Polyface Farm Summer Internship: Week Three


| 7/7/2014 9:21:00 AM


Tags: farm apprenticeships, Polyface Farm, Joel Salatin, summer internship, Virginia, Kristen Kilfoyle,

hay loftHi everyone! I hope you all enjoyed your week and are enjoying reading about my exploits at Polyface Farm. This past week was pretty much devoted to hay. We have made so much hay, 1,300 bales on Monday alone and many more the rest of the week. I didn’t get a hard tally on the total number of bales, but I can assure you, it was a lot of hay.  I’m also not so tired anymore. Daniel said it would take a few weeks for our bodies to acclimate and he was right. (Daniel is always right.)

Monday, June 16th

Starting this week, we were assigned a certain chore for the entire week. I was assigned to work with the turkeys (currently the object of my affection) and the pullets at the feathernet. We move the turkey and the pullet nets every three days so the birds can all get fresh forage. Moving the feathernets is pretty straightforward. We set up a new net, open the old one, let the birds in and pull in their shelter with the tractor. The turkeys have a roosting/shade structure called the GobbledyGo and the pullets have a mobile coop. After moving the nets and getting everyone fed and situated, we headed to breakfast. I then spent the rest of the day helping Polyface’s garden manager work in the various hoop houses and garden beds. We weeded, weeded some more, and then weeded some more. I was happy to work in the garden for the day though. We always are eating vegetables from the garden at dinner, so I enjoyed tending to them. It was a big hay day for everyone else. A lot of the interns spent time either on the hay wagon with the baler or unloading the wagons and stacking the bales in the loft. I ended up joining those unloading bales around 3pm until chore time. For evening chores, I went with Greer, one of my roommates and the one who takes most of the photos I am in that I post here, to gather and wash eggs for our evening chore and then headed to dinner.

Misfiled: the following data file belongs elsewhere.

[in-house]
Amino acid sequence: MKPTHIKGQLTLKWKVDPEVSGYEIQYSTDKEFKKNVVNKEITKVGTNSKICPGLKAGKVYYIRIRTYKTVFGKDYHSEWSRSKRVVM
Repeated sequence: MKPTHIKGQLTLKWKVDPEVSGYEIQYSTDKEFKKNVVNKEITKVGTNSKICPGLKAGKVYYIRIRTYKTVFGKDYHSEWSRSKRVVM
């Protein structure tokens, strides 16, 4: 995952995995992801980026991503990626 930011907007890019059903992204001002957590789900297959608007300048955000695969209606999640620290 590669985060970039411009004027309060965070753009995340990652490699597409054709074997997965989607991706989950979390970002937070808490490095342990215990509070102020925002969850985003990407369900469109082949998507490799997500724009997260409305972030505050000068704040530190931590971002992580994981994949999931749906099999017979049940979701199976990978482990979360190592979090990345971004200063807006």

Tuesday, June 17th

Since we had moved the nets the day before, my morning chore was spent just feeding and checking on my turkey and pullet friends at their respective feathernets. The corral project was still ongoing, so after breakfast we built wooden gates needed to complete the project (using Polyface’s own sawmilled lumber), stacked more hay and I backed up the tractor for the first time with one of the apprentices. There was a film crew onsite while I was having my tractor lesson and I remember fervently hoping I wouldn’t crash the tractor into the barn or something catastrophic of that nature while they were filming me. Don’t worry, I didn’t.

Feathernet

After lunch, I went with one of the contract farmers to help set up cross fences for some new herds of cattle he’s expecting the next week. I really enjoyed being able to tag along for this trip. It was good to be able to practice one on one Polyface’s method of setting up wire fencing. Once I get better practiced in their method, I’ll take some photos and do a little how to here in the blog. This took a few hours and by the time I got back, everyone else was on hay, either loading or unloading, so I did the broiler and egg collecting chores while they wrapped up their hay duties. It’s nice to be part of a team; you always know someone is doing what needs to be done in some way or another.

Wednesday, June 18th

Wednesday is processing day for us here at Polyface. Last week, we processed birds on Tuesday, but that was a bit of a fluke. After feeding the turkeys and pullets (and myself), it was time to report to the processing shed and get to work. I was on the gutting station again this week and am pleased to say I had a much easier time of it than my first go a few weeks ago. We were able to process and package about 230 birds in a few hours, which seemed fast to me, but I’m assured we’ll be even faster in the next few weeks.




dairy goat

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